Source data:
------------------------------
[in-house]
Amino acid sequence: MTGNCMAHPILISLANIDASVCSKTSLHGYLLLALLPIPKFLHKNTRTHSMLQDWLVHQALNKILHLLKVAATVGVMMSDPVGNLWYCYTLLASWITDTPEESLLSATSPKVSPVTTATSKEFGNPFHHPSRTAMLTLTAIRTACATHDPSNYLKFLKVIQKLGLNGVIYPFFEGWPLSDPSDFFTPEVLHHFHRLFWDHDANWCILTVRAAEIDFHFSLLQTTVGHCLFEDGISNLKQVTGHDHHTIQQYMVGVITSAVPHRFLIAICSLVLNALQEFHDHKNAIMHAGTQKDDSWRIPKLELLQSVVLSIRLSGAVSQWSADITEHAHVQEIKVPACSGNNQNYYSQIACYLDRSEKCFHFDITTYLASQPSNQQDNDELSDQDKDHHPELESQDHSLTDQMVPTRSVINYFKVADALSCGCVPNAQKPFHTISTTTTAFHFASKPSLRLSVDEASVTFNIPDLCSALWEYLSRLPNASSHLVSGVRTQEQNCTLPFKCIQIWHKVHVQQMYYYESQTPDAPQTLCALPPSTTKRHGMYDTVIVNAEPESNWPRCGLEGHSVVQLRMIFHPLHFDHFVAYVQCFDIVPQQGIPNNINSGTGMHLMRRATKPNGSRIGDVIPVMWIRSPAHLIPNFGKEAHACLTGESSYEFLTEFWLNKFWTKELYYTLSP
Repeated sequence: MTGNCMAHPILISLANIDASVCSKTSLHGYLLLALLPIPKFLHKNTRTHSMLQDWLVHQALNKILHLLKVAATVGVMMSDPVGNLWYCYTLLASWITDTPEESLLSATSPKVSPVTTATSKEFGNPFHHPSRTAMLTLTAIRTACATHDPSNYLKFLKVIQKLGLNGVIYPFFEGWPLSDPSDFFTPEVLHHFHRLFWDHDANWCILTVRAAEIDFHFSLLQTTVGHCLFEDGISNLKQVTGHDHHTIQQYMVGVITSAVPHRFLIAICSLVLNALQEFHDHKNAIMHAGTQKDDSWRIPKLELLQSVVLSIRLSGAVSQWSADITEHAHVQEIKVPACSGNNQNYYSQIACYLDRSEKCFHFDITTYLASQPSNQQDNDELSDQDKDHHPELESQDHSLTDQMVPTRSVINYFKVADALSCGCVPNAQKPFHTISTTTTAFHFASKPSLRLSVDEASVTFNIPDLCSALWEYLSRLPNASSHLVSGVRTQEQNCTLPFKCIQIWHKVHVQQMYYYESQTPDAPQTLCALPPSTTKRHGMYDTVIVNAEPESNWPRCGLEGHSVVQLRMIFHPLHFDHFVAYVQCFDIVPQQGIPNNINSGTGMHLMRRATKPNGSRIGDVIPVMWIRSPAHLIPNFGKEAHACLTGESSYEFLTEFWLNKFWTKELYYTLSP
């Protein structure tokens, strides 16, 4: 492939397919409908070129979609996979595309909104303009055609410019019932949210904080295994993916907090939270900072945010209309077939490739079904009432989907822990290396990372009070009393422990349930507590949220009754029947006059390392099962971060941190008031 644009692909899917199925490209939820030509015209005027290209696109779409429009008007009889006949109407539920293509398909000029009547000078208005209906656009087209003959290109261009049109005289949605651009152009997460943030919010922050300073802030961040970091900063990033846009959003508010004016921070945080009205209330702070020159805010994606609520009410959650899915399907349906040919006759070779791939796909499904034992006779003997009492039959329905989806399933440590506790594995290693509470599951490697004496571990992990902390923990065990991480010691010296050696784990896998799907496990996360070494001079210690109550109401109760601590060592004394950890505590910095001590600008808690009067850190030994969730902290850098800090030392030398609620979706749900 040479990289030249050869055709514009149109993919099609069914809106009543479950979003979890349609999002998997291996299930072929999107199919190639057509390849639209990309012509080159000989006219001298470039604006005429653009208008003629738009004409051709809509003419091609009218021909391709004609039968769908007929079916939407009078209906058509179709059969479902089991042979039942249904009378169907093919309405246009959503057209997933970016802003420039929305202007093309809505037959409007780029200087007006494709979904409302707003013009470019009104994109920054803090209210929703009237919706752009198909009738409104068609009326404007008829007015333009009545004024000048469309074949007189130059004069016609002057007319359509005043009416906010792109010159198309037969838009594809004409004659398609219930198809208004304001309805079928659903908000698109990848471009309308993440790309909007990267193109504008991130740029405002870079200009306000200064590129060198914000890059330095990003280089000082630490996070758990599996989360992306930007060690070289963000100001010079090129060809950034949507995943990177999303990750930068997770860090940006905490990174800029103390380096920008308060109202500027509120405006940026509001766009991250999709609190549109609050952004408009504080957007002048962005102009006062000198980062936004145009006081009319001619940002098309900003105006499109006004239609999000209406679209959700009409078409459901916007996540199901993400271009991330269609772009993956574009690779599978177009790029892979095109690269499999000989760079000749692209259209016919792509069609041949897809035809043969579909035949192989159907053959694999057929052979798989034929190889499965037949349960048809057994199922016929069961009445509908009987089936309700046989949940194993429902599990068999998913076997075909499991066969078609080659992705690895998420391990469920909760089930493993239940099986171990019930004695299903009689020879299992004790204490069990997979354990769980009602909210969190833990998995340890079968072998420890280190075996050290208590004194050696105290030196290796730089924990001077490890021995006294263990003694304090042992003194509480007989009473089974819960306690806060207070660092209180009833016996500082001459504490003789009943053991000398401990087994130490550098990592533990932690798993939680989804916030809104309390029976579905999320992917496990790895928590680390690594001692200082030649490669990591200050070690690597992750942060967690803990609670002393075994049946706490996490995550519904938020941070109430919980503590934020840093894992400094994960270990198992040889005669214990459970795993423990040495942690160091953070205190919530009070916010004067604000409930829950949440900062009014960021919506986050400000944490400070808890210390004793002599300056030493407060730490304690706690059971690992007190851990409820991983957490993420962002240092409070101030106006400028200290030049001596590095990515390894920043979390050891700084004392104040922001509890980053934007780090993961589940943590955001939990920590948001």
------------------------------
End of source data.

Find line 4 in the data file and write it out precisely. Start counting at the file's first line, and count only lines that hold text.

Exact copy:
């Protein structure tokens, strides 16, 4: 492939397919409908070129979609996979595309909104303009055609410019019932949210904080295994993916907090939270900072945010209309077939490739079904009432989907822990290396990372009070009393422990349930507590949220009754029947006059390392099962971060941190008031 644009692909899917199925490209939820030509015209005027290209696109779409429009008007009889006949109407539920293509398909000029009547000078208005209906656009087209003959290109261009049109005289949605651009152009997460943030919010922050300073802030961040970091900063990033846009959003508010004016921070945080009205209330702070020159805010994606609520009410959650899915399907349906040919006759070779791939796909499904034992006779003997009492039959329905989806399933440590506790594995290693509470599951490697004496571990992990902390923990065990991480010691010296050696784990896998799907496990996360070494001079210690109550109401109760601590060592004394950890505590910095001590600008808690009067850190030994969730902290850098800090030392030398609620979706749900 040479990289030249050869055709514009149109993919099609069914809106009543479950979003979890349609999002998997291996299930072929999107199919190639057509390849639209990309012509080159000989006219001298470039604006005429653009208008003629738009004409051709809509003419091609009218021909391709004609039968769908007929079916939407009078209906058509179709059969479902089991042979039942249904009378169907093919309405246009959503057209997933970016802003420039929305202007093309809505037959409007780029200087007006494709979904409302707003013009470019009104994109920054803090209210929703009237919706752009198909009738409104068609009326404007008829007015333009009545004024000048469309074949007189130059004069016609002057007319359509005043009416906010792109010159198309037969838009594809004409004659398609219930198809208004304001309805079928659903908000698109990848471009309308993440790309909007990267193109504008991130740029405002870079200009306000200064590129060198914000890059330095990003280089000082630490996070758990599996989360992306930007060690070289963000100001010079090129060809950034949507995943990177999303990750930068997770860090940006905490990174800029103390380096920008308060109202500027509120405006940026509001766009991250999709609190549109609050952004408009504080957007002048962005102009006062000198980062936004145009006081009319001619940002098309900003105006499109006004239609999000209406679209959700009409078409459901916007996540199901993400271009991330269609772009993956574009690779599978177009790029892979095109690269499999000989760079000749692209259209016919792509069609041949897809035809043969579909035949192989159907053959694999057929052979798989034929190889499965037949349960048809057994199922016929069961009445509908009987089936309700046989949940194993429902599990068999998913076997075909499991066969078609080659992705690895998420391990469920909760089930493993239940099986171990019930004695299903009689020879299992004790204490069990997979354990769980009602909210969190833990998995340890079968072998420890280190075996050290208590004194050696105290030196290796730089924990001077490890021995006294263990003694304090042992003194509480007989009473089974819960306690806060207070660092209180009833016996500082001459504490003789009943053991000398401990087994130490550098990592533990932690798993939680989804916030809104309390029976579905999320992917496990790895928590680390690594001692200082030649490669990591200050070690690597992750942060967690803990609670002393075994049946706490996490995550519904938020941070109430919980503590934020840093894992400094994960270990198992040889005669214990459970795993423990040495942690160091953070205190919530009070916010004067604000409930829950949440900062009014960021919506986050400000944490400070808890210390004793002599300056030493407060730490304690706690059971690992007190851990409820991983957490993420962002240092409070101030106006400028200290030049001596590095990515390894920043979390050891700084004392104040922001509890980053934007780090993961589940943590955001939990920590948001």